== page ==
Thursday, March 12, 2009

Aimless Reading: The C's, Part 2 (John Cage)


For The Birds
Originally uploaded by Michael_Kelleher
Cage, John
For The Birds


The Albright-Knox Art Gallery in Buffalo used to have an amazingly comprehensive bookstore, covering everything from visual art to dance to music to literature. Of course, comprehensive bookstores have a hard time making money, so they eventually pared it down to about half the size, replacing the books with games and trinkets and souvenirs. It's still pretty good for art books, though. Anyhow, I bought this book of interviews with John Cage there. I am pretty sure I read it at some point, but I'll be damned if I can recall anything very specific from it.

A random snippet from Cage, talking about conceptual art:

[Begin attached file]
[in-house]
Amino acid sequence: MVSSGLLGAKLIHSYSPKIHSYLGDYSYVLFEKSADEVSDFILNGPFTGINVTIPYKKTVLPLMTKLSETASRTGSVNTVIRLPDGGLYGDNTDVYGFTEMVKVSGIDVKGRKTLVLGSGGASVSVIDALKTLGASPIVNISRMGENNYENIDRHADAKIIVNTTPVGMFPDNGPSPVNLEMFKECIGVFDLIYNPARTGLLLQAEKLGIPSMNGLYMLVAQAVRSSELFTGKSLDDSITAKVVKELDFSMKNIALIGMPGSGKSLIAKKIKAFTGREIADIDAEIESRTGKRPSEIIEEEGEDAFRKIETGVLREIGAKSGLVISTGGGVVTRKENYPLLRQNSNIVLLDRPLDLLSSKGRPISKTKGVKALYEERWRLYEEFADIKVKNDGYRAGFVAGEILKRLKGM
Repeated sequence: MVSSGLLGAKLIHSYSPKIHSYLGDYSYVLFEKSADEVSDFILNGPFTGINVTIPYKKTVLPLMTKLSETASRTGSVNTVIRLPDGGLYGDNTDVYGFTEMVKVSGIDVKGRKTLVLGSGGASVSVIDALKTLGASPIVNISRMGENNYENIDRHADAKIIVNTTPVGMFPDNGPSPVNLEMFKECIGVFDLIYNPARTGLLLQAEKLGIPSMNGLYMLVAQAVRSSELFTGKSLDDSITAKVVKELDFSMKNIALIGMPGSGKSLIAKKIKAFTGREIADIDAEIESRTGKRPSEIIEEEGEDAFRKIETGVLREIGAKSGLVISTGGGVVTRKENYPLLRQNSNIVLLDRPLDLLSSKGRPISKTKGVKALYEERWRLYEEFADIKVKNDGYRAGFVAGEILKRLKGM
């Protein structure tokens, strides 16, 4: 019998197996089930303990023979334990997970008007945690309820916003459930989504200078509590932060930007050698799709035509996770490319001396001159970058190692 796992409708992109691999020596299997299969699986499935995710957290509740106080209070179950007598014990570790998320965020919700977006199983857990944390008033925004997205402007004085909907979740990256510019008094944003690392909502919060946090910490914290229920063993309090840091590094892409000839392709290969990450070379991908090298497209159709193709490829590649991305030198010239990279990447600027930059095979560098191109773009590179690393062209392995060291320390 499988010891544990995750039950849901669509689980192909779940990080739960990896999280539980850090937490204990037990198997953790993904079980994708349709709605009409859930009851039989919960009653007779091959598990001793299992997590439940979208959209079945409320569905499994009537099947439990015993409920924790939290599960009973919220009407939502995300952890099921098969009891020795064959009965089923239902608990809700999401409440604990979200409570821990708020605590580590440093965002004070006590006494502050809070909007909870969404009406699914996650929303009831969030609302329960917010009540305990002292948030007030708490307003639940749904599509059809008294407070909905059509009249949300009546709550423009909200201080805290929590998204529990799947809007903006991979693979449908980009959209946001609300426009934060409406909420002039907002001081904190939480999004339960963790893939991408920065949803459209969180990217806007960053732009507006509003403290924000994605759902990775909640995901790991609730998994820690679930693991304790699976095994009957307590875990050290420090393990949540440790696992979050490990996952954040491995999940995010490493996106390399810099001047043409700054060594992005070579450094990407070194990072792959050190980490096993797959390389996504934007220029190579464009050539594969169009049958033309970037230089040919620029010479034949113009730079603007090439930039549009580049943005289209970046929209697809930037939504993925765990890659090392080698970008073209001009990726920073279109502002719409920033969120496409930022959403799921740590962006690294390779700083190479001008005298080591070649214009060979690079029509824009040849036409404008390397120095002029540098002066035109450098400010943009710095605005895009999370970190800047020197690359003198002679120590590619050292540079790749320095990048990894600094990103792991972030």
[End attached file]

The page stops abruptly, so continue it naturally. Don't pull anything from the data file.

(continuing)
Even when I tell myself that I could have had this and that experience, if I didn't experience it, it is lost to me! But I don't think you have to then deprive yourself of experiences. When I gave the first performance of the 840 repetitions of Satie's Vexations in New York with several other pianists, there was the usual amount of publicity before the concert, and many people were aware of what was going to happen. Most of them didn't want to come, because they thought they knew what would happen. And even those of us who were playing thought we were headed for something repetitive. We others, the pianists, indeed had to know what was going on. But this is what happened. In the middle of those eighteen hours of performance, our lives changed. We were dumbfounded, because something was happening which we had not considered and which we were a thousand miles away from being able to foresee. So, if I apply this observation to conceptual art, it seems to me that the difficulty with this type of art, if I understand it correctly, is that it obliges us to imagine that we know something before that something has happened. That is difficult, since the experience itself is always different from what you thought about it. And it seems to me that the experiences each person can have, that everyone is capable of appreciating, are precisely those experiences that contribute to changing us and, particularly, to changing our preconceptions.

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